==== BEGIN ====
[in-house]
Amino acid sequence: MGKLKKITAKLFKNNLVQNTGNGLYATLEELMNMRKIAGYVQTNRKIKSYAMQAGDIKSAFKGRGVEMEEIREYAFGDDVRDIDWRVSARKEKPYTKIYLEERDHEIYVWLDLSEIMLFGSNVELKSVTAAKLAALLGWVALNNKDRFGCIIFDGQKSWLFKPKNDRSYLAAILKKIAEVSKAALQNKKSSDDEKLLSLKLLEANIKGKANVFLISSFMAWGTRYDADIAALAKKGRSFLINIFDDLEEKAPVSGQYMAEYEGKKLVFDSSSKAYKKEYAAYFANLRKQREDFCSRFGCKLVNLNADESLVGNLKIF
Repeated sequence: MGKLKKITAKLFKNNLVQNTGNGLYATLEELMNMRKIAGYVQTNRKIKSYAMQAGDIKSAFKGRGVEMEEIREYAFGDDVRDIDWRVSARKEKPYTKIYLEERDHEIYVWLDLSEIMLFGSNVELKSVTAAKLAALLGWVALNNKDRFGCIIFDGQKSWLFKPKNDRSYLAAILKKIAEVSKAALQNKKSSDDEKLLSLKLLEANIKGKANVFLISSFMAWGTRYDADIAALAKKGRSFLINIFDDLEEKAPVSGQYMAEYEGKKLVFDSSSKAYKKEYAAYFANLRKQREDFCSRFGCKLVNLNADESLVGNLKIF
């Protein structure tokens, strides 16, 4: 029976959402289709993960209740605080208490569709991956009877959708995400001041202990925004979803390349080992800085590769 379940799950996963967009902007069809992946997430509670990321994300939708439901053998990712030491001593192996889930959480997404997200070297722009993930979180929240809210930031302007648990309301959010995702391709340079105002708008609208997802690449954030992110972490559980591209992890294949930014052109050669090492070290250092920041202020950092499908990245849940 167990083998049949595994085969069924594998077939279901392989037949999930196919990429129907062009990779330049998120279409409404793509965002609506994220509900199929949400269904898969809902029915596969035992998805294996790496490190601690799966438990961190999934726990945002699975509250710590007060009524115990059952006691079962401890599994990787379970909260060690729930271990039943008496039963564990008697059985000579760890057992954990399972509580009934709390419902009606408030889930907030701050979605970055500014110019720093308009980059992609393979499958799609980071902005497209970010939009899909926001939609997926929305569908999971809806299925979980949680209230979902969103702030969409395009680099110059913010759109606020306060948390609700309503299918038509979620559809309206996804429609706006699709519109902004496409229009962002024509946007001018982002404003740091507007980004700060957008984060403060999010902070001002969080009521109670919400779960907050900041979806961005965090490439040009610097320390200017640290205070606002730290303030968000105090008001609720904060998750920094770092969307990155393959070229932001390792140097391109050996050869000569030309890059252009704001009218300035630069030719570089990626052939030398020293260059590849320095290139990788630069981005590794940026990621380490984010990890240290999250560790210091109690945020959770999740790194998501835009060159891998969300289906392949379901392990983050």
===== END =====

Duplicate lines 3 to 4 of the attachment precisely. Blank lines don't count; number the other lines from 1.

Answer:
Repeated sequence: MGKLKKITAKLFKNNLVQNTGNGLYATLEELMNMRKIAGYVQTNRKIKSYAMQAGDIKSAFKGRGVEMEEIREYAFGDDVRDIDWRVSARKEKPYTKIYLEERDHEIYVWLDLSEIMLFGSNVELKSVTAAKLAALLGWVALNNKDRFGCIIFDGQKSWLFKPKNDRSYLAAILKKIAEVSKAALQNKKSSDDEKLLSLKLLEANIKGKANVFLISSFMAWGTRYDADIAALAKKGRSFLINIFDDLEEKAPVSGQYMAEYEGKKLVFDSSSKAYKKEYAAYFANLRKQREDFCSRFGCKLVNLNADESLVGNLKIF
């Protein structure tokens, strides 16, 4: 029976959402289709993960209740605080208490569709991956009877959708995400001041202990925004979803390349080992800085590769 379940799950996963967009902007069809992946997430509670990321994300939708439901053998990712030491001593192996889930959480997404997200070297722009993930979180929240809210930031302007648990309301959010995702391709340079105002708008609208997802690449954030992110972490559980591209992890294949930014052109050669090492070290250092920041202020950092499908990245849940 167990083998049949595994085969069924594998077939279901392989037949999930196919990429129907062009990779330049998120279409409404793509965002609506994220509900199929949400269904898969809902029915596969035992998805294996790496490190601690799966438990961190999934726990945002699975509250710590007060009524115990059952006691079962401890599994990787379970909260060690729930271990039943008496039963564990008697059985000579760890057992954990399972509580009934709390419902009606408030889930907030701050979605970055500014110019720093308009980059992609393979499958799609980071902005497209970010939009899909926001939609997926929305569908999971809806299925979980949680209230979902969103702030969409395009680099110059913010759109606020306060948390609700309503299918038509979620559809309206996804429609706006699709519109902004496409229009962002024509946007001018982002404003740091507007980004700060957008984060403060999010902070001002969080009521109670919400779960907050900041979806961005965090490439040009610097320390200017640290205070606002730290303030968000105090008001609720904060998750920094770092969307990155393959070229932001390792140097391109050996050869000569030309890059252009704001009218300035630069030719570089990626052939030398020293260059590849320095290139990788630069981005590794940026990621380490984010990890240290999250560790210091109690945020959770999740790194998501835009060159891998969300289906392949379901392990983050």